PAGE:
15. 15. MOVEMENT FACILITATES LEARNING • 2011 research in Melbourne AU reported that children who were taught to swim by 5 years, had statistically higher IQs • When a child moves or interacts with his world, the impulses flowing through his neurons stimulate the nerve fibers to grow branches and twigs that reach out to other neurons. • When movement is repeated over & over , new neural pathways are created • These new nerve pathways set down intricate neural networks that direct a child’s higher level brain development
  16. 16. INCREASES MEMORY CAPACITY • Studies show the amount of movement a person engages in affects the size and memory capacity of the hippocampus • Dr Art Kramer’s study at University of Illinois & Pittsburgh discovered that higher fit people have bigger hippocampi and . . • More tissue in hippocampus equates with a better memory • Queensland U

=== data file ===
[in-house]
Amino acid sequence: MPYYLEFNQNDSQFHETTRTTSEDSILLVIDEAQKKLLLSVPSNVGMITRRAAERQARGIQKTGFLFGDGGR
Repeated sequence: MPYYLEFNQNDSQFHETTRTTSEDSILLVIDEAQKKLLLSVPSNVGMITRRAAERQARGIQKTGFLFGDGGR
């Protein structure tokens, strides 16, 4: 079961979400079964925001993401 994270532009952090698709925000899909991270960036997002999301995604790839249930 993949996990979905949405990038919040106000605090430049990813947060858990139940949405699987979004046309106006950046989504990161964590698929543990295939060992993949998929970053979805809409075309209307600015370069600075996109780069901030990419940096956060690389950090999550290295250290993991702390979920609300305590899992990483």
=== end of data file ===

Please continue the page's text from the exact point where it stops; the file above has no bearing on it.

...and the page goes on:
17. 17. BILATERAL CROSS PATTERNING• Fascinating new research -Bilateral cross patterning movements like swimming develop more nerve fibers in the corpus callosum (200 mil)• It facilitates communication, feedback & modulation from one hemisphere to the other• Cross patterning movements activate both hemispheres & all 4 lobes of brain simultaneously, thus heightening cognition and increasing the ease of learning
  18. 18. NERVE CONDUCTION • Swimmers have a greater Cell Density, Connectedness in the cerebellum • Swimmers show little decline in NERVE CONDUCTION VELOCITY (NCV) • Speed in which your brain tells the muscles what to do • 80 yr old master swimmers have same NCV as 50 yr old • Greater elasticity in arteries, lower heart rates
  19. 19. SOCIAL CONFIDENCE • Liselott Diem’s study reported that babies who had swim lessons from age 2m - 4yrs were better adapted to new situations, had more independence & greater self confidence • In swim class a child learns to cooperate in a social structure • To take turns, share, cooperate • This sense of belonging builds self esteem and strengthens social confidence